Transparency and Use of Force
The Volusia Sheriff’s Office is dedicated to preserving the peace, protecting the safety of every person in our community and ensuring the fair treatment of all who encounter our deputies and staff. Sheriff Mike Chitwood has instituted several policies, training initiatives and organizational philosophies designed to reduce use of force, emphasize de-escalation, and recognize that the sanctity of all life is our highest priority.
With approximately 860 employees (about half of them sworn law enforcement officers and half civilian staff), 200-plus volunteers and a budget of about $112 million, the Sheriff's Office strives to maintain the highest professional standards while delivering a full range of community-based law enforcement and crime prevention programs to the citizens of Volusia County. In addition to our jurisdiction throughout unincorporated Volusia, the Sheriff's Office also provides law enforcement services on a contract basis in Deltona, DeBary, Pierson and Oak Hill.
Shortly after taking office in 2017, Volusia Sheriff Mike Chitwood commissioned a use of force study by the Washington, D.C.-based Police Executive Research Forum (PERF). The study analyzed all of our policies, procedures, tactics, training and culture related to use of force, as well as each of our deputy-involved shootings over the prior 3 years.
One of several recommendations in the PERF report was to add a statement to policy regarding the duty to intervene. We added policy language stating: “Deputies have a duty to intervene if they anticipate or observe the unreasonable, unnecessary, or disproportionate use of force.”
Other current policy language includes:
It is the policy of the VSO that Deputies use only the minimal degree of force that is necessary to overcome the immediate threat and/or to effectuate an arrest. Excessive force will not be tolerated. Deputies shall exercise all safe and reasonable means of control and containment; the application of force shall be guided by Florida State Statutes, VSO Directives, and agency approved training.
The Sheriff authorizes Deputies to use that amount of force that is proportional, reasonable and necessary under the circumstances to protect themselves and/or others while performing their lawful duties. When feasible and practical, Deputies shall attempt to resolve potential use of force situations with non-physical force alternatives, such as direction, persuasion, verbal warning, or time/distance tactics prior to resorting to the use of force. Deputies have a duty to intervene if they anticipate or observe the unreasonable, unnecessary, or disproportionate use of force.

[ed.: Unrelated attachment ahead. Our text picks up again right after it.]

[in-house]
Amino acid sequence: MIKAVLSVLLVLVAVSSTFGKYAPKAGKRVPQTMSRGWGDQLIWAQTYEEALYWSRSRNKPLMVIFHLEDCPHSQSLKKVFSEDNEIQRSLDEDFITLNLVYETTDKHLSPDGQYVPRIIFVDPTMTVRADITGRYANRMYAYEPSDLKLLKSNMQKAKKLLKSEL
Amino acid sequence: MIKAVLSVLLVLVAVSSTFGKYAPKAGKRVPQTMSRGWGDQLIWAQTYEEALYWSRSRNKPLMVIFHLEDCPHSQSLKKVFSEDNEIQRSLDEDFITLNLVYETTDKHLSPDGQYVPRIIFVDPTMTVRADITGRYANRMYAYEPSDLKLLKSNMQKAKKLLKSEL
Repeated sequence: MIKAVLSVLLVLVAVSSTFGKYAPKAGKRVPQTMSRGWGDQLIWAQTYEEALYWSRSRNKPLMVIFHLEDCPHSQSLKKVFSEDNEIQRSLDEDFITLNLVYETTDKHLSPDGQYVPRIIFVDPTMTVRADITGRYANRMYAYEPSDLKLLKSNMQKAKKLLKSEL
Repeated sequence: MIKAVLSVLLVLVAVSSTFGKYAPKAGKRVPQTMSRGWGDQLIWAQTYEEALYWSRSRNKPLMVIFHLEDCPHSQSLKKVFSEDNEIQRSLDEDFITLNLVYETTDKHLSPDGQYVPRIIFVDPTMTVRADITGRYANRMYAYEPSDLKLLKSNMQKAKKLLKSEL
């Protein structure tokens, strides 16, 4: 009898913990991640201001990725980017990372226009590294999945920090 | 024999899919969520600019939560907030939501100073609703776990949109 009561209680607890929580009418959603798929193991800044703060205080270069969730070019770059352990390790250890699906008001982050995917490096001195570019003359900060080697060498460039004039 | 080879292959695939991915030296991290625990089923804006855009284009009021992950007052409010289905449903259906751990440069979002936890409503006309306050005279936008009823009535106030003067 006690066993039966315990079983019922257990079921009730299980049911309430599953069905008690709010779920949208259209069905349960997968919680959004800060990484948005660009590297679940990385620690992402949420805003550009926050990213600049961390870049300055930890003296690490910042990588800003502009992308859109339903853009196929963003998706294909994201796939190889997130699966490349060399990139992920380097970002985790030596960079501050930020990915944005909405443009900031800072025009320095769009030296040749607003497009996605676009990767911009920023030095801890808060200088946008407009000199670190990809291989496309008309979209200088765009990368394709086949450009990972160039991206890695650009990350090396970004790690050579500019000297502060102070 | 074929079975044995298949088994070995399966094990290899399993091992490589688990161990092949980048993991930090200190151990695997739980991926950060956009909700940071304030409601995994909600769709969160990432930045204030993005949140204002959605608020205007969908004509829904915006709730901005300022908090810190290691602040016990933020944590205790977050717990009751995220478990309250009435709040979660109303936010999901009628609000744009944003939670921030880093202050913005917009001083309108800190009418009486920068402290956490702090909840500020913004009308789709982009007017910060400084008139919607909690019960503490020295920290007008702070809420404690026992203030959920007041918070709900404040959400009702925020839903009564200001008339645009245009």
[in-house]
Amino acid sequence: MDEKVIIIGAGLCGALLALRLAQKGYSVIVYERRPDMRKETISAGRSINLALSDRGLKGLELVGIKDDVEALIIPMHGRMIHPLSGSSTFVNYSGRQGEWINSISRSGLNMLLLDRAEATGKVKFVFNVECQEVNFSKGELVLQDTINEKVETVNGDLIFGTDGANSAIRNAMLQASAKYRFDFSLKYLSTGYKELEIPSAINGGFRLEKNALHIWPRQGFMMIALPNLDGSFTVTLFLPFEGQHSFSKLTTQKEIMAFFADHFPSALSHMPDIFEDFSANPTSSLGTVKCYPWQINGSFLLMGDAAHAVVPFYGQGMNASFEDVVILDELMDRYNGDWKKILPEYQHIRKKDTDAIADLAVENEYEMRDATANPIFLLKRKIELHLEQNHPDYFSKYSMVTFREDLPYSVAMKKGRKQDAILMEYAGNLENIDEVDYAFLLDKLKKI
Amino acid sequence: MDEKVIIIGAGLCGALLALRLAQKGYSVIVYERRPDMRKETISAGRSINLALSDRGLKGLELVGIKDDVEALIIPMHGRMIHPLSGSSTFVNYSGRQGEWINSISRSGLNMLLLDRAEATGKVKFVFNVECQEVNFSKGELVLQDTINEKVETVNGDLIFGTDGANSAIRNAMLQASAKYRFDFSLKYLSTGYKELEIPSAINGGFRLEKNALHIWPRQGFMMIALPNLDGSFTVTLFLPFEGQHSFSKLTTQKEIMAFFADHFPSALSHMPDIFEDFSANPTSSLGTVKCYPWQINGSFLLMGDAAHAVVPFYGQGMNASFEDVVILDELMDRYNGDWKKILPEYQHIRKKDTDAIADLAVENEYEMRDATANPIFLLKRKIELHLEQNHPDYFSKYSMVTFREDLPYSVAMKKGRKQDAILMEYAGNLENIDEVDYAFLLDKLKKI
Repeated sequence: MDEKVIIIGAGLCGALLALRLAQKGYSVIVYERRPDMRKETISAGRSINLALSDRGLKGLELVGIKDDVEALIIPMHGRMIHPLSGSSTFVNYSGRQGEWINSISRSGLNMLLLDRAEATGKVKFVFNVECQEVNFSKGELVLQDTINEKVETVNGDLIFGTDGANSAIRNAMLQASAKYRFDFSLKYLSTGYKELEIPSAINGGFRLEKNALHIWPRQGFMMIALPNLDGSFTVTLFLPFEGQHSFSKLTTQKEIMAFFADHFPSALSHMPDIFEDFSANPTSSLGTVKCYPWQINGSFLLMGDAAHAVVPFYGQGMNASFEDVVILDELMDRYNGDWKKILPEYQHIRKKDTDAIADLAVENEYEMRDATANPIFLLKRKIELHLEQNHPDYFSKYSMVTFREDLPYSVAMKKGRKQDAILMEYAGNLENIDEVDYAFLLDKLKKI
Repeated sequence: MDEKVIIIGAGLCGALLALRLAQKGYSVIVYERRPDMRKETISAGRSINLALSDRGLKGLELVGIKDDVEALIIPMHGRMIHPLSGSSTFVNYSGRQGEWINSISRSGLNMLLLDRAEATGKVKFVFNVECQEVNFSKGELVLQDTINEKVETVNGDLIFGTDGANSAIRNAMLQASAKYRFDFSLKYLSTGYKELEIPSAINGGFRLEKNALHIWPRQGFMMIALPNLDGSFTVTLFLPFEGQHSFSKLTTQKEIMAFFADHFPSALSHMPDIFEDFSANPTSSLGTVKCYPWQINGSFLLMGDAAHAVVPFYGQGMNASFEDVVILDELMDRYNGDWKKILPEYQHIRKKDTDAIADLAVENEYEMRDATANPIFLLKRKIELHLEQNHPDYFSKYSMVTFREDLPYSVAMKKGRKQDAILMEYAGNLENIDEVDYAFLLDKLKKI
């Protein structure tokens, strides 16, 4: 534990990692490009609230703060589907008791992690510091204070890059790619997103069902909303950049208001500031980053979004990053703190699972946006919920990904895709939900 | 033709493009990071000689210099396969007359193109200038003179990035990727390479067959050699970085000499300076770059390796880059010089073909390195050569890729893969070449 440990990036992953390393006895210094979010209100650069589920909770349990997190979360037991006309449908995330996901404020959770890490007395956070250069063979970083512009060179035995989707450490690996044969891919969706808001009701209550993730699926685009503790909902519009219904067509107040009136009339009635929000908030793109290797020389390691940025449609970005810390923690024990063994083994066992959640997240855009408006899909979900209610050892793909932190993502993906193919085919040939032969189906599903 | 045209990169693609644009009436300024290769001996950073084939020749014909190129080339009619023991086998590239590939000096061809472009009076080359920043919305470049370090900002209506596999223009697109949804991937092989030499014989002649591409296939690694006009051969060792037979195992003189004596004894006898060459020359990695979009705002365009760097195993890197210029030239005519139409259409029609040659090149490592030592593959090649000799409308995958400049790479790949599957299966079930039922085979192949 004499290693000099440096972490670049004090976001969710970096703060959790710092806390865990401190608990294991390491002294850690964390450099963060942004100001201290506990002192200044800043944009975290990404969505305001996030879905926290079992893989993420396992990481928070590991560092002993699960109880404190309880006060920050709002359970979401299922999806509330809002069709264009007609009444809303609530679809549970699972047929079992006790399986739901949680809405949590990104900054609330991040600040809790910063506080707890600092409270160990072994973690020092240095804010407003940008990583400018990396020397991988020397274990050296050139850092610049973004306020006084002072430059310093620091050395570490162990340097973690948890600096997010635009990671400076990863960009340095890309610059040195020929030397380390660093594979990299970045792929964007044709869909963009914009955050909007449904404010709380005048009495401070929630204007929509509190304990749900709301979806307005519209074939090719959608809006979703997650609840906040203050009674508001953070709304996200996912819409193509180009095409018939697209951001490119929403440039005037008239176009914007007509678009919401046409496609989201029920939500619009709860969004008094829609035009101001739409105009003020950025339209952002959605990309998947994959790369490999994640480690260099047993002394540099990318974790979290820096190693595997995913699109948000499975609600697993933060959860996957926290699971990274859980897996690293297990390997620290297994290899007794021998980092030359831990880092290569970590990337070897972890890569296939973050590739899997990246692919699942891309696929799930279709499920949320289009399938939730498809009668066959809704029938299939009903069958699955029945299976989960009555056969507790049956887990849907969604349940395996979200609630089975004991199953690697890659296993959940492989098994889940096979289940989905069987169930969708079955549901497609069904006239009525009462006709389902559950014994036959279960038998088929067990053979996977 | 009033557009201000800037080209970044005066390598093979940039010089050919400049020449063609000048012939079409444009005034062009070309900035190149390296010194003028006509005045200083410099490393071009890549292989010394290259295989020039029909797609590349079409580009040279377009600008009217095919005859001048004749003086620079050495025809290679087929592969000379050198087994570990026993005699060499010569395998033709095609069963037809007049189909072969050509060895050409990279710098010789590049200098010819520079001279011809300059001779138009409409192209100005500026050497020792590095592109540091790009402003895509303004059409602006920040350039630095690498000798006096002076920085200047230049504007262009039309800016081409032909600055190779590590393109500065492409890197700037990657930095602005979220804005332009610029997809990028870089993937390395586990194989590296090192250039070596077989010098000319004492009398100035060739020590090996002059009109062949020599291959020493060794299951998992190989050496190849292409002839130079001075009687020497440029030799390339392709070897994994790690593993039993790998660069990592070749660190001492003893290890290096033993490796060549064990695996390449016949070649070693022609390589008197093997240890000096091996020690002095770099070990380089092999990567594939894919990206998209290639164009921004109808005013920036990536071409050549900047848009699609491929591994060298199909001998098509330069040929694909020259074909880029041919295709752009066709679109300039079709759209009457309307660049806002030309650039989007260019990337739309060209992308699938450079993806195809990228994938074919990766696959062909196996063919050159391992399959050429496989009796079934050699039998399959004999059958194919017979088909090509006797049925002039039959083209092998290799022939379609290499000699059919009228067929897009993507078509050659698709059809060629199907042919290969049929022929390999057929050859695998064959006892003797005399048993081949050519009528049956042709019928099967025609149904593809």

The use of force policy also includes a definition of neck holds as lethal force: "A neck hold is considered deadly force; Volusia Sheriff’s Office does not train in this restraining technique and does not authorize its use."
- OPINION: Law enforcement, at its best, protects rights and dignity | Sheriff Mike Chitwood, Daytona Beach News-Journal
- Sheriff Chitwood’s statement on ‘Defund Police’ discussion | Sheriff Mike Chitwood on Facebook
- Intersection WMFE 90.7: Protest & Police Reform feat. Sheriff Chitwood and Rell Black
- MSNBC’s ‘The 11th Hour With Brian Williams’ on De-Escalation Training at Volusia Sheriff’s Office (YouTube)
- Fishbowl Radio Network: Zoom Discussion on Police & Race feat. Capt. Ben Yisrael (YouTube)
- 'Turn the system on its head:' Volusia County Sheriff revisits new training initiatives
- Volusia County sheriff creates his own police academy to get the ‘best’ deputies
The Volusia Sheriff’s Office had 54 use of force incidents in 2021, or about 0.8 percent of 6,400 arrests and less than 0.02 percent of more than 271,000 calls for service. The vast majority of those incidents involved non-deadly force, like restraining physical force, a K-9 apprehension or a Taser.
Use of force incidents have decreased 56 percent since 2016. Total use of force incidents since that time are as follows:
Each year, we produce a detailed report on use of force, which is available here or in the list of document links on this page.
We’re constantly evaluating our organization to make sure we’re setting a high standard for the actions of law enforcement in Volusia County, and we will continue to pursue the best policies, procedures and training to provide the best protection and service to every person in our county.